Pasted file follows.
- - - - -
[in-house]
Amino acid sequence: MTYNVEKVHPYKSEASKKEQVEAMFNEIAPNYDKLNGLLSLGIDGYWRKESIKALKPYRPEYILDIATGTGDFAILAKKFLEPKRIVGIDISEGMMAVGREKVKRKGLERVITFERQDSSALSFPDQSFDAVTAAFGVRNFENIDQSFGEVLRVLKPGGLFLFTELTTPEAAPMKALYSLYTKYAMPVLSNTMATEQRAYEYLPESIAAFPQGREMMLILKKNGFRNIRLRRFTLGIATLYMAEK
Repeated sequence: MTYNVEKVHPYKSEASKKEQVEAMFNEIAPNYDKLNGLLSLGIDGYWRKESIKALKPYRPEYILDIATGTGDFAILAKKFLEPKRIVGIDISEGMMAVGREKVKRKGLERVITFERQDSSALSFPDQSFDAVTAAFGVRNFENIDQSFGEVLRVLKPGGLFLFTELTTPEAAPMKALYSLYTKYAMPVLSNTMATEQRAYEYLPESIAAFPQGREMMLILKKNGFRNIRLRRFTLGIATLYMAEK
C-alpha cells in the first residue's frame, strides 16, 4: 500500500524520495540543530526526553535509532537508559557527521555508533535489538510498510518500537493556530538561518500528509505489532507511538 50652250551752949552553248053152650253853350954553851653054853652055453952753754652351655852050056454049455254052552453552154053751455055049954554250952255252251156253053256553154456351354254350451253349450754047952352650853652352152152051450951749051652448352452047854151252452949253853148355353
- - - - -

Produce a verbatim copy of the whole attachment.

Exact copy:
[in-house]
Amino acid sequence: MTYNVEKVHPYKSEASKKEQVEAMFNEIAPNYDKLNGLLSLGIDGYWRKESIKALKPYRPEYILDIATGTGDFAILAKKFLEPKRIVGIDISEGMMAVGREKVKRKGLERVITFERQDSSALSFPDQSFDAVTAAFGVRNFENIDQSFGEVLRVLKPGGLFLFTELTTPEAAPMKALYSLYTKYAMPVLSNTMATEQRAYEYLPESIAAFPQGREMMLILKKNGFRNIRLRRFTLGIATLYMAEK
Repeated sequence: MTYNVEKVHPYKSEASKKEQVEAMFNEIAPNYDKLNGLLSLGIDGYWRKESIKALKPYRPEYILDIATGTGDFAILAKKFLEPKRIVGIDISEGMMAVGREKVKRKGLERVITFERQDSSALSFPDQSFDAVTAAFGVRNFENIDQSFGEVLRVLKPGGLFLFTELTTPEAAPMKALYSLYTKYAMPVLSNTMATEQRAYEYLPESIAAFPQGREMMLILKKNGFRNIRLRRFTLGIATLYMAEK
C-alpha cells in the first residue's frame, strides 16, 4: 500500500524520495540543530526526553535509532537508559557527521555508533535489538510498510518500537493556530538561518500528509505489532507511538 50652250551752949552553248053152650253853350954553851653054853652055453952753754652351655852050056454049455254052552453552154053751455055049954554250952255252251156253053256553154456351354254350451253349450754047952352650853652352152152051450951749051652448352452047854151252452949253853148355353